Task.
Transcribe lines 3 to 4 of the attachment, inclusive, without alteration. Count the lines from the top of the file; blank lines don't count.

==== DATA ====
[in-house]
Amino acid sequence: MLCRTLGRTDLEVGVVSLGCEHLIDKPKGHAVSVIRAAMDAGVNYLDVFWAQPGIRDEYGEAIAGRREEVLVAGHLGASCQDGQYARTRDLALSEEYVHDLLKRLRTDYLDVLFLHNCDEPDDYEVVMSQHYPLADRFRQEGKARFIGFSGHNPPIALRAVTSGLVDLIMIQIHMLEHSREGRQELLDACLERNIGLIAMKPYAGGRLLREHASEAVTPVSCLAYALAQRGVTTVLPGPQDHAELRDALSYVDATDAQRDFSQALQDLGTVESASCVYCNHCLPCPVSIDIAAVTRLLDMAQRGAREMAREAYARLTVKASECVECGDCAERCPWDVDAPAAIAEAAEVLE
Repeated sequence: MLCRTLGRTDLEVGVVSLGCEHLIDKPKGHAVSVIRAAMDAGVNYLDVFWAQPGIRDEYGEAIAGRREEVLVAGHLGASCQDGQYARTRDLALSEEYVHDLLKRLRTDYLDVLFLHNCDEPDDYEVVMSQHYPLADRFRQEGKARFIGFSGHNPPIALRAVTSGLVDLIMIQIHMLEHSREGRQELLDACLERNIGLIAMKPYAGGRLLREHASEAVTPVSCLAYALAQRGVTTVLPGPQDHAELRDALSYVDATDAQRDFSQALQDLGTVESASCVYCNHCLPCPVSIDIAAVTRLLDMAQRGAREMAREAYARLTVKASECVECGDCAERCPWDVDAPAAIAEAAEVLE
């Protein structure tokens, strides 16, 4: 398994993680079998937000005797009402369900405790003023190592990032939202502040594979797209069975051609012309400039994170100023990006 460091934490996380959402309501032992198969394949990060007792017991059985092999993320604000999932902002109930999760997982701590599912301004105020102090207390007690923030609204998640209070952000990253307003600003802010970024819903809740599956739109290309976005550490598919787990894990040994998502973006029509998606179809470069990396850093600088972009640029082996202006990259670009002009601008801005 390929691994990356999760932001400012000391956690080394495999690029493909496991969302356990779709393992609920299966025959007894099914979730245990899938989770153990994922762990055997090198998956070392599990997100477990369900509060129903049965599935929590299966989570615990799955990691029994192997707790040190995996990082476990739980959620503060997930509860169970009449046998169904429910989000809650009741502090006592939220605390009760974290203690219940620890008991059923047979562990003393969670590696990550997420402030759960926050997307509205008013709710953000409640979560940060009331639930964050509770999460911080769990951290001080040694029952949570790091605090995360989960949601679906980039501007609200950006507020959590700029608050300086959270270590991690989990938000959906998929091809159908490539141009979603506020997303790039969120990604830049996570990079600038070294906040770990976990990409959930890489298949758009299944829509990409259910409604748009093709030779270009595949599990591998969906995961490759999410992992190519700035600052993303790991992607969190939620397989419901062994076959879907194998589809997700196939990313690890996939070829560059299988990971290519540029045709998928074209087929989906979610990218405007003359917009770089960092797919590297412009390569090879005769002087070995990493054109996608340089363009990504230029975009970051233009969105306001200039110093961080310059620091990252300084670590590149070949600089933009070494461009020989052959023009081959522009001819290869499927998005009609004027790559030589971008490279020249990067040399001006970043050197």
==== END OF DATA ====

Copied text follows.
Repeated sequence: MLCRTLGRTDLEVGVVSLGCEHLIDKPKGHAVSVIRAAMDAGVNYLDVFWAQPGIRDEYGEAIAGRREEVLVAGHLGASCQDGQYARTRDLALSEEYVHDLLKRLRTDYLDVLFLHNCDEPDDYEVVMSQHYPLADRFRQEGKARFIGFSGHNPPIALRAVTSGLVDLIMIQIHMLEHSREGRQELLDACLERNIGLIAMKPYAGGRLLREHASEAVTPVSCLAYALAQRGVTTVLPGPQDHAELRDALSYVDATDAQRDFSQALQDLGTVESASCVYCNHCLPCPVSIDIAAVTRLLDMAQRGAREMAREAYARLTVKASECVECGDCAERCPWDVDAPAAIAEAAEVLE
């Protein structure tokens, strides 16, 4: 398994993680079998937000005797009402369900405790003023190592990032939202502040594979797209069975051609012309400039994170100023990006 460091934490996380959402309501032992198969394949990060007792017991059985092999993320604000999932902002109930999760997982701590599912301004105020102090207390007690923030609204998640209070952000990253307003600003802010970024819903809740599956739109290309976005550490598919787990894990040994998502973006029509998606179809470069990396850093600088972009640029082996202006990259670009002009601008801005 390929691994990356999760932001400012000391956690080394495999690029493909496991969302356990779709393992609920299966025959007894099914979730245990899938989770153990994922762990055997090198998956070392599990997100477990369900509060129903049965599935929590299966989570615990799955990691029994192997707790040190995996990082476990739980959620503060997930509860169970009449046998169904429910989000809650009741502090006592939220605390009760974290203690219940620890008991059923047979562990003393969670590696990550997420402030759960926050997307509205008013709710953000409640979560940060009331639930964050509770999460911080769990951290001080040694029952949570790091605090995360989960949601679906980039501007609200950006507020959590700029608050300086959270270590991690989990938000959906998929091809159908490539141009979603506020997303790039969120990604830049996570990079600038070294906040770990976990990409959930890489298949758009299944829509990409259910409604748009093709030779270009595949599990591998969906995961490759999410992992190519700035600052993303790991992607969190939620397989419901062994076959879907194998589809997700196939990313690890996939070829560059299988990971290519540029045709998928074209087929989906979610990218405007003359917009770089960092797919590297412009390569090879005769002087070995990493054109996608340089363009990504230029975009970051233009969105306001200039110093961080310059620091990252300084670590590149070949600089933009070494461009020989052959023009081959522009001819290869499927998005009609004027790559030589971008490279020249990067040399001006970043050197």